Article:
Surface Forces: December 17, 1999

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: COULD WE HAVE KEPT THE BATTLESHIPS? The retirement of the four Iowa-class battleships was a heart-wrenching blow for many in the Navy, who wanted to keep the magnificent ships with their devastating artillery in service. As a practical matter, however, the battleships were difficult to maintain and could never have met modern fleet standards. Some examples:
@ The crew of a battleship was equal to the crew of six-ten other surface
combat ships. 
@ Keeping them barely in service took three times the maintenance money of other ships.
@ The huge battleships had gigantic lists of deferred maintenance items waiting for repair, but were so big that they just sort of "kept going" despite everything on board that did not work.
@ The sixty-year-old wiring and piping would have cost more to replace than it would have cost to build a modern new destroyer.
@ The engines of the battleships have large open fire boxes that require constant maintenance by large crews working in spaces so hot and cramped that they are not considered acceptable for any other ship.
@ The material handling systems on the ships are unsafe by modern standards.
@ The ceilings of the working and living compartments are lower than the height of an 80th percentile male.
@ Bathroom facilities do not meet modern standards by any measure,
including the number available and their "comfort" level. The tanks to hold
sewage are marginal at best.
@ There was no way the battleships could ever comply with modern environmental standards regarding discharges. The ships were designed to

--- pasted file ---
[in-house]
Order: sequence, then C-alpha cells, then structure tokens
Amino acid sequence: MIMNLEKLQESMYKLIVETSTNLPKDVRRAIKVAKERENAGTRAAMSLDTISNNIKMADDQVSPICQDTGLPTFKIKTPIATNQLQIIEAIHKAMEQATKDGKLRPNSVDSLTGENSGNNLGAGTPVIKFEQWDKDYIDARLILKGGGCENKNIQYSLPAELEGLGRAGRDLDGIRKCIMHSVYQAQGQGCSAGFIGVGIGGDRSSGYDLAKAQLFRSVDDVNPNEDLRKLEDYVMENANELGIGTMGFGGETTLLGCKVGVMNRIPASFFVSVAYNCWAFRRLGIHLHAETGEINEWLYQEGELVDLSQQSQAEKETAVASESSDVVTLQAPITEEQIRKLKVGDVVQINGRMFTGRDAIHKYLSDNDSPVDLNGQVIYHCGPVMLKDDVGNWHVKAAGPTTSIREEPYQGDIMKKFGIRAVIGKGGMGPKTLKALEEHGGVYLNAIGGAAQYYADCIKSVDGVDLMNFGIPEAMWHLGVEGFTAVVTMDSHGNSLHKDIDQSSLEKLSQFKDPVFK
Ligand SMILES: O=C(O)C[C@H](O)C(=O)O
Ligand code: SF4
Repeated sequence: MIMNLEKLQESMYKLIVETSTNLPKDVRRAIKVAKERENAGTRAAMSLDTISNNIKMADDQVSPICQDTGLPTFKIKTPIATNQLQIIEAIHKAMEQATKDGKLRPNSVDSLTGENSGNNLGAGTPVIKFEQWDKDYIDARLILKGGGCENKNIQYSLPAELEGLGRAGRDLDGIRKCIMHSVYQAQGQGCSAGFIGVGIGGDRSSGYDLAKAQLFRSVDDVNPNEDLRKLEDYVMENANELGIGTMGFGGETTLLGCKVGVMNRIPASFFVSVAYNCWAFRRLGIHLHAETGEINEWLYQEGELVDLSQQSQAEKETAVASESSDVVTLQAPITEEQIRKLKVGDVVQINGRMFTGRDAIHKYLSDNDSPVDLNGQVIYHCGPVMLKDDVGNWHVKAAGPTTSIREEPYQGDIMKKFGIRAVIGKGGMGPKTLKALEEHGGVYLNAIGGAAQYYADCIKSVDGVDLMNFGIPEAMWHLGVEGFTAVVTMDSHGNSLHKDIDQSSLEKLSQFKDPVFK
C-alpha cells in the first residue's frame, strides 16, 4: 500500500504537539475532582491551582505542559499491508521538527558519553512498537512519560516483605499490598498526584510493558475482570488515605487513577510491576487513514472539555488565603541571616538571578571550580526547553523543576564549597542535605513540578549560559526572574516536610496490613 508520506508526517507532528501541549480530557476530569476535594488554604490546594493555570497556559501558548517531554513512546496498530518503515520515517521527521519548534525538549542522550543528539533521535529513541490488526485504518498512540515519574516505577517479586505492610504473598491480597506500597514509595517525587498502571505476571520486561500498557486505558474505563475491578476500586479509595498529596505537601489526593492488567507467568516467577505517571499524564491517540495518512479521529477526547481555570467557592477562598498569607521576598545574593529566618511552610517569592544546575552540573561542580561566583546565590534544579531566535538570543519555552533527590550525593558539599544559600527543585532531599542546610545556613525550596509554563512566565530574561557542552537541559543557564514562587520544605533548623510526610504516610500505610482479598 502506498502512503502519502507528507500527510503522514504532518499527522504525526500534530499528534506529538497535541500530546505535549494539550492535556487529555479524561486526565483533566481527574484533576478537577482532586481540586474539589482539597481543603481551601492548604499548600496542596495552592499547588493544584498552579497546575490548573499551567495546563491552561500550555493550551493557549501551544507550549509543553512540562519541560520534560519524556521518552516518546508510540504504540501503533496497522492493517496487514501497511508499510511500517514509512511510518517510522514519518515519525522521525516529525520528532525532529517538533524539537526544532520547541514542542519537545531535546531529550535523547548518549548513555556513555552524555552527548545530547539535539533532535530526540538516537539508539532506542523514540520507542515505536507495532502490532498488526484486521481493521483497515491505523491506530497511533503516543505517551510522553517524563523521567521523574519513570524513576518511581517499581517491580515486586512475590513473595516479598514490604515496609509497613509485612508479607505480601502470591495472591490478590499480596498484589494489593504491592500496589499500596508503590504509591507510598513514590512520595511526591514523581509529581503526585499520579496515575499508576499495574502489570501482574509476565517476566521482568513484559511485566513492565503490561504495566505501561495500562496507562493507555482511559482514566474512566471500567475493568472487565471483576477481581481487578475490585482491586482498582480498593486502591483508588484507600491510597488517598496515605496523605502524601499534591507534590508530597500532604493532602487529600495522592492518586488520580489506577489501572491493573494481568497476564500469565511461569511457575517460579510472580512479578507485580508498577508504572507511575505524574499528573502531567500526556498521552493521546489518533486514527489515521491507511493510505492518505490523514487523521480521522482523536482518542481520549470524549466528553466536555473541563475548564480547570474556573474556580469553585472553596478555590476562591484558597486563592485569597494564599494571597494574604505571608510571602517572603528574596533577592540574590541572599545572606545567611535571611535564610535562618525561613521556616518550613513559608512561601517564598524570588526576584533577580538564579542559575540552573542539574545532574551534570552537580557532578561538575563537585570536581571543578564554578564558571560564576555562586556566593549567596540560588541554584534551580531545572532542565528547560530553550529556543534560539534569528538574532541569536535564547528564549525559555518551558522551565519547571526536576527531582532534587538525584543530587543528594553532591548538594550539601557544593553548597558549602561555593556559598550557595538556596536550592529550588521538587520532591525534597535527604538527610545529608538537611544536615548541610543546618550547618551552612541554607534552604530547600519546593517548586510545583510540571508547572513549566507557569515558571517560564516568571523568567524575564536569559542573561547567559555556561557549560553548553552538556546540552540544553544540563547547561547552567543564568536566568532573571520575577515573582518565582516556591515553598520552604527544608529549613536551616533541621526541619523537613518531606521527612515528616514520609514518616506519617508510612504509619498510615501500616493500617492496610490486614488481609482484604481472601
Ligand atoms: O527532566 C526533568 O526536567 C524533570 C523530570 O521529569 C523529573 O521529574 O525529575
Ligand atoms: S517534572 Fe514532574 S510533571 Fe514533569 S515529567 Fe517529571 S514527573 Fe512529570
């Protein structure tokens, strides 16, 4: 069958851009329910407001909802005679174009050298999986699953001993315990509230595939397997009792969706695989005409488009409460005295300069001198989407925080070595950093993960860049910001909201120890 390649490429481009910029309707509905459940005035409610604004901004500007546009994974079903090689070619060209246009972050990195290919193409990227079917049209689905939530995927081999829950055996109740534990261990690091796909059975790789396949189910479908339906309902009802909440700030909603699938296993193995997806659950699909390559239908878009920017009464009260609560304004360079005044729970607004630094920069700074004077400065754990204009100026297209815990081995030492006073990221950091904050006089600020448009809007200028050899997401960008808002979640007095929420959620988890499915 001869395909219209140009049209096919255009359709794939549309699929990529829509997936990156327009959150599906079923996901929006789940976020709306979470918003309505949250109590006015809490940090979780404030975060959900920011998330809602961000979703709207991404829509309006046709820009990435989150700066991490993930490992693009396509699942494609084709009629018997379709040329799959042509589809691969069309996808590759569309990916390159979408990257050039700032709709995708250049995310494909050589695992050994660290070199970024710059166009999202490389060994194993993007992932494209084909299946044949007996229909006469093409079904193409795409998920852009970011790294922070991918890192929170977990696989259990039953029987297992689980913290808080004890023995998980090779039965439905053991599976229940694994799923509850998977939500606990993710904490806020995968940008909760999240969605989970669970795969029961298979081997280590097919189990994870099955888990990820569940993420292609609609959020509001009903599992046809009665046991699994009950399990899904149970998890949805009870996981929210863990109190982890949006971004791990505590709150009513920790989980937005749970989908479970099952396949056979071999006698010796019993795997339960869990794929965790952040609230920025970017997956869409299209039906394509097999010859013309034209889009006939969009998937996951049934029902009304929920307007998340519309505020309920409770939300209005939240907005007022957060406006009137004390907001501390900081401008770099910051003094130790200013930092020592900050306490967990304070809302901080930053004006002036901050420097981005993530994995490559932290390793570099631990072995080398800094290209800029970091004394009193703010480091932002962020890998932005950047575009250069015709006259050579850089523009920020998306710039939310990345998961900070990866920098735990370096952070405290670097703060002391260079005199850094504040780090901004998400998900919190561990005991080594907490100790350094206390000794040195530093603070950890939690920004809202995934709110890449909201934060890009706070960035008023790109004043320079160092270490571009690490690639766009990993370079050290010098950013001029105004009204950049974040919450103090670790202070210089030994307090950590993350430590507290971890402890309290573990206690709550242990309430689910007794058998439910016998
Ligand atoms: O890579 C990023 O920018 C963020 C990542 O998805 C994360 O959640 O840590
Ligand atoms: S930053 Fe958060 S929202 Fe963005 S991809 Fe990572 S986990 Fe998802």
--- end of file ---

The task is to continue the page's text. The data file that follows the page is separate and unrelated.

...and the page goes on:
use the bilges as the sump for most of the systems; pumping out the bilges
violated a laundry list of environmental rules and laws. The riveted fuel
tanks steadily leak fuel into the ocean. The air emissions violate modern
standards.
@ The ships were built with thousands of components that were made by companies no longer in business from drawings that no longer exist. After
stripping other "museum battleships" (e.g., the North Carolina) of similar
parts, the only way to repair anything was to custom build individual parts.
@ The massive cannons relied on human handling of high explosives, and used ammunition and propellant manufactured 30-60 years ago.
@ The helicopter capability was marginal at best. There was a large flat spot available for one to land, but no real way to keep a helicopter on
board as there was no hangar.
@ There were constant demands to fit the ships with the latest expensive electronics so they could be used as fleet flagships.--Stephen V Cole

 


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